by Mary K. Clark
Where does the power lie in a story? Does the story have the power? What or who has the power when it comes to story? I will confess, I believe story has no power, people do. Many disagree with me and I’ve been known to be wrong!
In any case, everyone will agree that Virgil Moorehead’s digital storytelling project is very interesting. Moorehead is a psychology intern at the Native American Health Center (NAHC) and was interested to know if digital storytelling could be used as a healing treatment modality in Native American communities. In the article, Psychology Student Explores the Healing Power of Digital Storytelling, Marc Dadigan shares that
“Red Moon” is one of nearly 70 digital shorts through which clients and staff of the Native American Health Center in Oakland, California have told their stories, and psychology intern Virgil Moorehead, 31, believes they are not only a way for Native people to control the narratives about their people but can serve to heal the scars of intergenerational trauma.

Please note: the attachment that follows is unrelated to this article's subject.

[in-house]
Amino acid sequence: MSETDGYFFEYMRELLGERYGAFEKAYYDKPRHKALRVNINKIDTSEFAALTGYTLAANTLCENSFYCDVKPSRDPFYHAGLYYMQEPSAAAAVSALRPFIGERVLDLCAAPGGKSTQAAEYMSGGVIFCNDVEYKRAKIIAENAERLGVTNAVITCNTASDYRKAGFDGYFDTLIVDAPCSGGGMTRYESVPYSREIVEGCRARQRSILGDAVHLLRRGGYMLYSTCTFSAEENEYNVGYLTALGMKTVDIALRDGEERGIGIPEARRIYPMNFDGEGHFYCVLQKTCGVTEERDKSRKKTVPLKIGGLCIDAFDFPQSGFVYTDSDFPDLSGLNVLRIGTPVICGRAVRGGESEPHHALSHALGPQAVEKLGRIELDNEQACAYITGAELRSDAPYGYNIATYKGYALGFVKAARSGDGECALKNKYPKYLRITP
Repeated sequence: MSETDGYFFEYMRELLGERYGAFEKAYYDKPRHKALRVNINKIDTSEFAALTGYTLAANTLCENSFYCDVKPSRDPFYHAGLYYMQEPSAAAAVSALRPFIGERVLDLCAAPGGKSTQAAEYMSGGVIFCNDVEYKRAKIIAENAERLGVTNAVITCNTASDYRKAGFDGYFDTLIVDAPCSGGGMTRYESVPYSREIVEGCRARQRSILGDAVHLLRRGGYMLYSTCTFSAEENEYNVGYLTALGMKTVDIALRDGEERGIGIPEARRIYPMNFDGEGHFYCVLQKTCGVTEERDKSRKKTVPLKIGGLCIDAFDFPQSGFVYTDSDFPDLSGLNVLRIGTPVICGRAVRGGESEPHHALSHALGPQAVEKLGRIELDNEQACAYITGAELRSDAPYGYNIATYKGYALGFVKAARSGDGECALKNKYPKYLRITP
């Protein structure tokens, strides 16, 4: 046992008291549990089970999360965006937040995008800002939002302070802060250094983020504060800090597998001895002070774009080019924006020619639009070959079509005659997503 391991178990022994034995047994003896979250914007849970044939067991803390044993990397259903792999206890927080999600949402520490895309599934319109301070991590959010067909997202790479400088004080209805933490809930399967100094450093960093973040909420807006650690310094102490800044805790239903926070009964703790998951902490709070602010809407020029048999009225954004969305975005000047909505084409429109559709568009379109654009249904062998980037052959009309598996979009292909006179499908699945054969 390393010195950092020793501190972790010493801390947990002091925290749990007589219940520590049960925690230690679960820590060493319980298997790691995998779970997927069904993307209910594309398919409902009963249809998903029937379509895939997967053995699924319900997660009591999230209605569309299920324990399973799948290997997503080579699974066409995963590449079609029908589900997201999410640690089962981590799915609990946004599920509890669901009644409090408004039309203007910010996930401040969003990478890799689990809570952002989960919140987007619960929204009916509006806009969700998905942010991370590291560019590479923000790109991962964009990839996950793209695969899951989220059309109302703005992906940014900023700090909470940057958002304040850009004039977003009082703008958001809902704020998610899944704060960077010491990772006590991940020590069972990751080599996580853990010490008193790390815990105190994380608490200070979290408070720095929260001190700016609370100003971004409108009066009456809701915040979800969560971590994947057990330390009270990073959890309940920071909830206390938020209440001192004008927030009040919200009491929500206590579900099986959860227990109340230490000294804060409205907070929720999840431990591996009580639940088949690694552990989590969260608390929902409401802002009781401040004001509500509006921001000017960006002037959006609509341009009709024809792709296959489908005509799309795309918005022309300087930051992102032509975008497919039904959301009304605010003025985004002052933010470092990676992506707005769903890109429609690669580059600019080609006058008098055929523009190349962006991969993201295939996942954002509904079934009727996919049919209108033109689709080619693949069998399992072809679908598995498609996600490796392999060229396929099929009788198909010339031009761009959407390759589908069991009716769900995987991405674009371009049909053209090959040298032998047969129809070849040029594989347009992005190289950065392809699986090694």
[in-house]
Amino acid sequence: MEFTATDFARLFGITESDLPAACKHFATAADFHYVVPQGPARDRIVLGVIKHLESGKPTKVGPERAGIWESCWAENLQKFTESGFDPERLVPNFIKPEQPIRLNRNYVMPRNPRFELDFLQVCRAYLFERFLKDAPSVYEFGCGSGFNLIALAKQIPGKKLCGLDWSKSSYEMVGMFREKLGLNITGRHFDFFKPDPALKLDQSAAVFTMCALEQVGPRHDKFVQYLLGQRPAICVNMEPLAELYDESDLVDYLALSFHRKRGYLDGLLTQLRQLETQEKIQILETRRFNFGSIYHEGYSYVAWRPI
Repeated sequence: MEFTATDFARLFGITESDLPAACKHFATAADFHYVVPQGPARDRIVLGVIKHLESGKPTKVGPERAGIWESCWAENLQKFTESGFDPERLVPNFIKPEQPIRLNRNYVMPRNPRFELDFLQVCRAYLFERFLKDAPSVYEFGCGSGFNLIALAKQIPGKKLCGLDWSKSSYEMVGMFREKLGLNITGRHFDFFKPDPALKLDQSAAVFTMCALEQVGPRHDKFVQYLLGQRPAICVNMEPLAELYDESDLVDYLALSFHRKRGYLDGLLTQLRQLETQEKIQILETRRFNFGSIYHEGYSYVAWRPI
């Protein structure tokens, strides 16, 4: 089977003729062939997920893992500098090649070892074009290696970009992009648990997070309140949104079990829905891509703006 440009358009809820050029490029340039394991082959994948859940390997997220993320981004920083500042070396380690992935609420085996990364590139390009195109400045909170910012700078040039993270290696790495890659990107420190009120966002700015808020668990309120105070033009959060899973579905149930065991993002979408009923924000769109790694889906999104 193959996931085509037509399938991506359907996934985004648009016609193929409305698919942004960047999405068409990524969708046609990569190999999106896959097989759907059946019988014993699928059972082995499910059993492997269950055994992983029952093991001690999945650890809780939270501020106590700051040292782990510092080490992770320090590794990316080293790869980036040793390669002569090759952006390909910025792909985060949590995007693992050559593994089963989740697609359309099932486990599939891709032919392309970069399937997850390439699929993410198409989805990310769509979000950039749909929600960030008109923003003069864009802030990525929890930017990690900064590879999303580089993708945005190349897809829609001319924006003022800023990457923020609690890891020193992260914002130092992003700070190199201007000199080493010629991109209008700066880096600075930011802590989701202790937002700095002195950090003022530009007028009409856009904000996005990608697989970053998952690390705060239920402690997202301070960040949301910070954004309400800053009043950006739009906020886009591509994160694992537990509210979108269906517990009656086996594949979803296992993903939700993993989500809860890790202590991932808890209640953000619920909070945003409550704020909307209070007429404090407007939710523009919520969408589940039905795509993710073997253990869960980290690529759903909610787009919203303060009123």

“Helping Natives tell these stories can help break the conspiracy of silence, the way we’re not talking about these issues,” said Moorehead, who is Yurok, Tolowa and an enrolled member of the Big Lagoon Rancheria. “It can help with the shame, guilt and depression that is so prevalent in Indian country.”
I found the personal storytelling to be compelling. This type of digital storytelling has what all wonderful stories share – the element of the familiar – one can easily connect with such a story.
In the article, Moorehead shares around the process and his research. Anyone interested in story, personal narrative and the process involved would find this article intriguing.
Unfortunately the video in the article does not work, but here is one of the videos entitled Desde Niña by Claudia Defaz:
I’d love to know of other projects or related resources and welcome your contributions and comments.
©Copyright 9/7//2013 by Mary K. Clark. All Rights Reserved.